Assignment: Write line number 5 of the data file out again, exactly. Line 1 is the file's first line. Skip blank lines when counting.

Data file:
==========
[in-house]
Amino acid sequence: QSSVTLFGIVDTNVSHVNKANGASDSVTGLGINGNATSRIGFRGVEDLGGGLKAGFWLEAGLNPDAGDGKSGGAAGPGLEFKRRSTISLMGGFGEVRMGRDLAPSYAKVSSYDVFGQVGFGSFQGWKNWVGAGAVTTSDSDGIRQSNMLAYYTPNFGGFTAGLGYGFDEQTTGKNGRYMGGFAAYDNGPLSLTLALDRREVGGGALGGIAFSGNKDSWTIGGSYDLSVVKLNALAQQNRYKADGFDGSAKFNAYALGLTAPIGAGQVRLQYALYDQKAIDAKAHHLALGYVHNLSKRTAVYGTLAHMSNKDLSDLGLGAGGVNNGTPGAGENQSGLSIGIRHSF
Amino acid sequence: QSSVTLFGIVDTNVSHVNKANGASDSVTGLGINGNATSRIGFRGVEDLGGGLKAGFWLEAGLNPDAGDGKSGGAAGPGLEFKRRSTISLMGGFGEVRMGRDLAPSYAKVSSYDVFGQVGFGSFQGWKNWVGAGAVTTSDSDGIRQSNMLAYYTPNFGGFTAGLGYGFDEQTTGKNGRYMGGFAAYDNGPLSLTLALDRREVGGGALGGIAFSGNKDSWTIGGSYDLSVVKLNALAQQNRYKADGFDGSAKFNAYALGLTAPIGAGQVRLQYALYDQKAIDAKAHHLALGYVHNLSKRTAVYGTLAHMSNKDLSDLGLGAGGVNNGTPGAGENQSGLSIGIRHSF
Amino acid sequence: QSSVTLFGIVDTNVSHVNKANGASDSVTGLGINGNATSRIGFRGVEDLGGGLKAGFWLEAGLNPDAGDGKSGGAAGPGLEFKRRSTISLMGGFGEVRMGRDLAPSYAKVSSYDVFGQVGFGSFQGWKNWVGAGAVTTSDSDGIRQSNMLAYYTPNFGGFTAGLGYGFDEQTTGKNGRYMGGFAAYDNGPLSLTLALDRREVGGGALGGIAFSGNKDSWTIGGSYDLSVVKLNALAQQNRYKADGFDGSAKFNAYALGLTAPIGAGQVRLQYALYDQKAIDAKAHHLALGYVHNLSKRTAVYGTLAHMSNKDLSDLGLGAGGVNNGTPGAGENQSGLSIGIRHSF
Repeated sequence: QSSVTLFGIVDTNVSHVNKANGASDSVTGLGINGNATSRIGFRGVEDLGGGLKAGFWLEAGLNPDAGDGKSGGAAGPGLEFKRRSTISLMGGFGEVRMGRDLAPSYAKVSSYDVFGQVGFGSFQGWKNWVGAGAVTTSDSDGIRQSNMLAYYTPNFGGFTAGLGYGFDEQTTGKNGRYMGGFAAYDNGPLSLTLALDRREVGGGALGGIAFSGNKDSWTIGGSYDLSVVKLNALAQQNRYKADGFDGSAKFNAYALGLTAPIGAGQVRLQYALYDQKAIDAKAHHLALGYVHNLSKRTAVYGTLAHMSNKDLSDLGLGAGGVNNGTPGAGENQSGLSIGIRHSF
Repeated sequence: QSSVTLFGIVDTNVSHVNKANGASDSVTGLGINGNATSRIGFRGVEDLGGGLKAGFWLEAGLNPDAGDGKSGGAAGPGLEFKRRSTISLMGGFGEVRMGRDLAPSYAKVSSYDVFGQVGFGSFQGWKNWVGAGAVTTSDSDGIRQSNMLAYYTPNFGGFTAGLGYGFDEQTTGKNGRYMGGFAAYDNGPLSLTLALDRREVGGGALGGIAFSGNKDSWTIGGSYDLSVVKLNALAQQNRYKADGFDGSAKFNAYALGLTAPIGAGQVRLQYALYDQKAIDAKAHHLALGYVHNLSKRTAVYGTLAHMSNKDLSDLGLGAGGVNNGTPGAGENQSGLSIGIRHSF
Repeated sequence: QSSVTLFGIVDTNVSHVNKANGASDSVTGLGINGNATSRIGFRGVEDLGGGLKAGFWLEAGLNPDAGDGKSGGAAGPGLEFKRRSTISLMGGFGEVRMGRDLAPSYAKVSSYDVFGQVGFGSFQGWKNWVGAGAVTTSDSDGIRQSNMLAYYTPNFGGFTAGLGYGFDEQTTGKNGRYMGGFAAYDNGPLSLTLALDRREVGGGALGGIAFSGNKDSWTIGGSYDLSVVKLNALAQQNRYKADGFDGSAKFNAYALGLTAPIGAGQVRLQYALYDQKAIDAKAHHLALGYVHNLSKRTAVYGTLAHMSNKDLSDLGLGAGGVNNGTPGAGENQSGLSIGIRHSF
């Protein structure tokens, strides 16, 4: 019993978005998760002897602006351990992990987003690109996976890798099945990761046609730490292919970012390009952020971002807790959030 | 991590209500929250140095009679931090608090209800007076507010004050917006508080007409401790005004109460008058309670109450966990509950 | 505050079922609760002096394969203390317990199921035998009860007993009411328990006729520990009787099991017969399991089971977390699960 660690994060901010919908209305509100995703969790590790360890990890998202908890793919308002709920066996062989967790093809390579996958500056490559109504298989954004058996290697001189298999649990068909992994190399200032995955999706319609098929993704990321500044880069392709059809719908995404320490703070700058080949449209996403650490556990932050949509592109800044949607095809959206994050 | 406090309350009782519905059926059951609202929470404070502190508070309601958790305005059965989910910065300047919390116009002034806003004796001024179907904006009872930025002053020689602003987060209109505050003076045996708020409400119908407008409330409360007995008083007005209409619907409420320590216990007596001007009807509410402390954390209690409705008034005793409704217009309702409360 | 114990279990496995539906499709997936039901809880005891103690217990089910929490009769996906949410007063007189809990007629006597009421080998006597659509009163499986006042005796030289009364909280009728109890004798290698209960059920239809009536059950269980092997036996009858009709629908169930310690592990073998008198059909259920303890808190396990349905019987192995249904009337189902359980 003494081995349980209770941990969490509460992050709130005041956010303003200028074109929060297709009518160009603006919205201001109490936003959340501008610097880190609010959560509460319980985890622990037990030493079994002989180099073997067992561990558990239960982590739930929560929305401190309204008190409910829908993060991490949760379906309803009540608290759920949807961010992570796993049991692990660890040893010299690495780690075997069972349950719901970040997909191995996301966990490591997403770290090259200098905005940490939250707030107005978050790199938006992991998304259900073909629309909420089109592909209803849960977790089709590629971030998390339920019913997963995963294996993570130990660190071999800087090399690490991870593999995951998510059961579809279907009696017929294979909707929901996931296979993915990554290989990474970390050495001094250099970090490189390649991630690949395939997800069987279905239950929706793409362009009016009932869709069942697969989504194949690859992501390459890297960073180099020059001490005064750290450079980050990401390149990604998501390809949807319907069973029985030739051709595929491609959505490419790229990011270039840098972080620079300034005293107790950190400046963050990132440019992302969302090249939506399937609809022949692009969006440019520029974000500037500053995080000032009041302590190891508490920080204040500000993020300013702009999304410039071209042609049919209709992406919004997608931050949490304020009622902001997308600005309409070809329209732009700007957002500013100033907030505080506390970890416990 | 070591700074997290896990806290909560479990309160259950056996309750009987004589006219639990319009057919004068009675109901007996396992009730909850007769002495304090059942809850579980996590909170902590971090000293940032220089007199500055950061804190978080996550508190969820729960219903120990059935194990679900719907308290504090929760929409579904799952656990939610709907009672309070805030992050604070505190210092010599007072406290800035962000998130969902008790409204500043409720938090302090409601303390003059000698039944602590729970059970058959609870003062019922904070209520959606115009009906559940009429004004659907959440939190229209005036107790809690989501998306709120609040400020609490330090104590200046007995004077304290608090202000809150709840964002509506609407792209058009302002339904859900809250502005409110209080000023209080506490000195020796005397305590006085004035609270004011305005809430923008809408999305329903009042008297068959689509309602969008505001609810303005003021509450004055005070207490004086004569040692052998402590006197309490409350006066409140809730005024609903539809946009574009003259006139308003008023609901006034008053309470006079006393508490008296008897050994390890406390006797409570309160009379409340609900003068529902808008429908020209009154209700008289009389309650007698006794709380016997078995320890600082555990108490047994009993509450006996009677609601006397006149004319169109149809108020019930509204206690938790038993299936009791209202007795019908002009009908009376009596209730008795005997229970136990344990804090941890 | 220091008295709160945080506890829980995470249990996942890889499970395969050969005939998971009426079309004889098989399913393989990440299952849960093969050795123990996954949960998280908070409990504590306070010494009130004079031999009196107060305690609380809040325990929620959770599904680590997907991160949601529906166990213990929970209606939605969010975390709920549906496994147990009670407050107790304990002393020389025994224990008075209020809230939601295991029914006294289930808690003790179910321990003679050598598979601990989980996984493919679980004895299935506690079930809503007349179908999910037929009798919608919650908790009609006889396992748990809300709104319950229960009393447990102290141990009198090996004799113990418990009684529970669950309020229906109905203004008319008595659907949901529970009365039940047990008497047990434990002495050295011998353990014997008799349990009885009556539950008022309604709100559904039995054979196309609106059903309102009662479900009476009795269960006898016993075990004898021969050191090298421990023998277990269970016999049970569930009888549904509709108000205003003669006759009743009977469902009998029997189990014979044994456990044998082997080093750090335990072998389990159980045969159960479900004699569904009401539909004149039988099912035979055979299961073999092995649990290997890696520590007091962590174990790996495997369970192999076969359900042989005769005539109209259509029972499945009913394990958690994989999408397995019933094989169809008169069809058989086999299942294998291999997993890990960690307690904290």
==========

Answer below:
Repeated sequence: QSSVTLFGIVDTNVSHVNKANGASDSVTGLGINGNATSRIGFRGVEDLGGGLKAGFWLEAGLNPDAGDGKSGGAAGPGLEFKRRSTISLMGGFGEVRMGRDLAPSYAKVSSYDVFGQVGFGSFQGWKNWVGAGAVTTSDSDGIRQSNMLAYYTPNFGGFTAGLGYGFDEQTTGKNGRYMGGFAAYDNGPLSLTLALDRREVGGGALGGIAFSGNKDSWTIGGSYDLSVVKLNALAQQNRYKADGFDGSAKFNAYALGLTAPIGAGQVRLQYALYDQKAIDAKAHHLALGYVHNLSKRTAVYGTLAHMSNKDLSDLGLGAGGVNNGTPGAGENQSGLSIGIRHSF